Most churches don’t believe their own message. They tell people to “follow the Holy Spirit” and “go wherever God calls you.”
The problem is that the only calling they seem to talk about is the call to vocational ministry.
Ironically, in doing that, they’re acting more like a business than a ministry. Businesses are always trying to keep their top talent around. You show promise and, I promise you, you’ll get some extra development and new roles and opportunities.
It’s the same in ministry. You’re a good small group leader and before you know it, the pastor spends a little extra time with you and is talking about your coming on staff and how your skill set is a perfect fit for the church’s needs.
Here’s my problem with this setup: I don’t believe that God has a first team. I don’t believe the starters do ministry and the backups do second-class work (perhaps while they improve their spiritual skills enough to land a starting gig).
I believe in the priesthood of the believer—a technical term that arose during the Reformation as Martin Luther sought to tear down the wall between the spiritual people and the secular people. Every follower of Jesus is called to follow Him completely—He just leads a lot of different places.
In this article, Os Guiness, one of the leaders in this discussion, tells the story of a prominent D.C. church where during a “Recognition of Calling” service, the only people whose callings were honored were those in vocational ministry.
Sure, there is a call to vocational ministry and the Bible describes people like Peter, who Jesus called away from a “secular” profession (fisherman) and called to a “sacred” position (pastor). But most Christians aren’t called to vocational ministry. Most are called to work in the “secular” world.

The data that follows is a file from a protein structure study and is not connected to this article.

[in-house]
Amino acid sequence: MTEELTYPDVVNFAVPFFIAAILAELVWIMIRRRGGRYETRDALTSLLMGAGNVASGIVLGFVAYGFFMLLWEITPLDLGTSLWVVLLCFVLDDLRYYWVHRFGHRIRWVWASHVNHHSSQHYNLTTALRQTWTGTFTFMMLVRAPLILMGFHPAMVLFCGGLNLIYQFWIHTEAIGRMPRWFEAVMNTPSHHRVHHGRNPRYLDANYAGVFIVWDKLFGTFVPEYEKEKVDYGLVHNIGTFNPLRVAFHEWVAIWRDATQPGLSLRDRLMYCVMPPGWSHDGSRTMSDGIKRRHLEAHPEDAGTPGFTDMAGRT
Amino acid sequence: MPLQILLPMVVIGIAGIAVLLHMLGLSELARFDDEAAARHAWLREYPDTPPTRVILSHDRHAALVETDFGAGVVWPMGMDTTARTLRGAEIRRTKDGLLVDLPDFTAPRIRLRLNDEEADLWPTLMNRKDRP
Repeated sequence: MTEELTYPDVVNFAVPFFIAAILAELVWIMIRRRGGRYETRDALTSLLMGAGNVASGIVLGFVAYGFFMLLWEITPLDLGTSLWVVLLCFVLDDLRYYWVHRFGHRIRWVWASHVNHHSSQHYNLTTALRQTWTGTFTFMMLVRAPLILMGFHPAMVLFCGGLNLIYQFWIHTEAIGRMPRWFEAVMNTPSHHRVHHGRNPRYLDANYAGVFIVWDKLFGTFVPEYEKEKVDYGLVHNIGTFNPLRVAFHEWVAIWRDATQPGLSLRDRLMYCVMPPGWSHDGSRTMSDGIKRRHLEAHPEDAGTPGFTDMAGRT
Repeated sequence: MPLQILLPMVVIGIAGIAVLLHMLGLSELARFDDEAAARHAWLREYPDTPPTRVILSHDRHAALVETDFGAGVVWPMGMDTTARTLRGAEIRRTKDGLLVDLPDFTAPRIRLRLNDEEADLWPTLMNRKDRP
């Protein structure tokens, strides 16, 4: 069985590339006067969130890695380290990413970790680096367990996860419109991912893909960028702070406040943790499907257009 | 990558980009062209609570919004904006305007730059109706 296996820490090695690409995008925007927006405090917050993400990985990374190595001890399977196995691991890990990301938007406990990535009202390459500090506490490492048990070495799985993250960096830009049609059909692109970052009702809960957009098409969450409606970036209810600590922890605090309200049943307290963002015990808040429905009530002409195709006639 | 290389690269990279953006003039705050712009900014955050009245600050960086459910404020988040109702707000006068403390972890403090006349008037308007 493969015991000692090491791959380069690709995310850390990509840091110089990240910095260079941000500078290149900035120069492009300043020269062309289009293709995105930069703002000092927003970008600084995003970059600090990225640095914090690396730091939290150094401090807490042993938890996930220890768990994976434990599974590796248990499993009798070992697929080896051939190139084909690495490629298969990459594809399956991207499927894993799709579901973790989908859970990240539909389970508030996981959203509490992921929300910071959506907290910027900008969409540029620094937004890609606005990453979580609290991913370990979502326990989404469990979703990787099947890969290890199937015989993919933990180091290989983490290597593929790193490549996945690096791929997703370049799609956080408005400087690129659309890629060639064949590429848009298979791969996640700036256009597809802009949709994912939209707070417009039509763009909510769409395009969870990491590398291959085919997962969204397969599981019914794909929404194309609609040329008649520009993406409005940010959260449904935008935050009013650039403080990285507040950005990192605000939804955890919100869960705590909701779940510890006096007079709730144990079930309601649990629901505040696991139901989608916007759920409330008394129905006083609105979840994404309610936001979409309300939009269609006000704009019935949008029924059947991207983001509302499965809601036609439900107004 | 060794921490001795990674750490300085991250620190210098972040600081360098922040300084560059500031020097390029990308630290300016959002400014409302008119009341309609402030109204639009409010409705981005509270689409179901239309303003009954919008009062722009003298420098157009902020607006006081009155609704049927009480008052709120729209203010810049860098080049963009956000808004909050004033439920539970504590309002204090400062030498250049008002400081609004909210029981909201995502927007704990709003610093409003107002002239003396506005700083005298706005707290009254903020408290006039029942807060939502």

• Joseph—shepherd, then slave, then government official • Boaz and Ruth—a landowner with huge holdings and a widow • David—a government ruler • Zacchaeus—IRS agent • Priscilla and Aquila—craftsmen
I’ve always loved the story in Luke 3, when the crowds ask John the Baptist what to do with his message. He answers each profession (tax collectors, soldiers, etc.) according to their profession. His answer? Go back and do your job in a way that honors the Lord. He doesn’t tell any of them to quit and join vocational ministry.
I could list scores of people in the modern day that follow Jesus with as much passion as anyone I know, yet they aren’t in vocational ministry. They’re somewhere else on God’s broad canvas.
If your church’s message (whether direct or implied) is that the most spiritual go into ministry, then 98% of the congregation is left feeling like they’re second class.
There is a lot going on in the Kingdom around the globe.
Think about the implications of teaching God’s broad canvas of calling:
If you’re a college ministry (college ministries seem especially prone to looking at a narrow canvas), aim for the 98% who won’t go into vocational ministry, not the 2% who will. What do the 98% need to know, believe, do, become?
If you don’t have the broad canvas of calling, you have a highway with signs that read, “God calls these few people to these few tasks.” If you get the broad canvas of calling, the exits on that highway are limitless, and both the individual journey and the national landscape are transformed because of it.
- Downline Ministries aims to train men and women in every vocation to make disciples. I love their heart and message.
- Redeemer Presbyterian, led by Tim Keller, who just wrote the book Every Good Endeavor. Here’s an interview with Keller by another great thinker, Andy Crouch.
- The influence of the Gospel reaches into more industries, thus touching more people and transforming economies and cultures.
- Your ministry becomes more sustainable (it’s the non-ministry workers who will fund your ministry down the road).
- You challenge all of your people with the full Gospel and don’t allow them to expect the pastor to do everything spiritual.
- You free people to utilize their God-given wiring for the Kingdom. Ambition is not a dirty word, but something to be used and directed for good.
- You equip people to engage “the world” that is often hostile to them and their faith.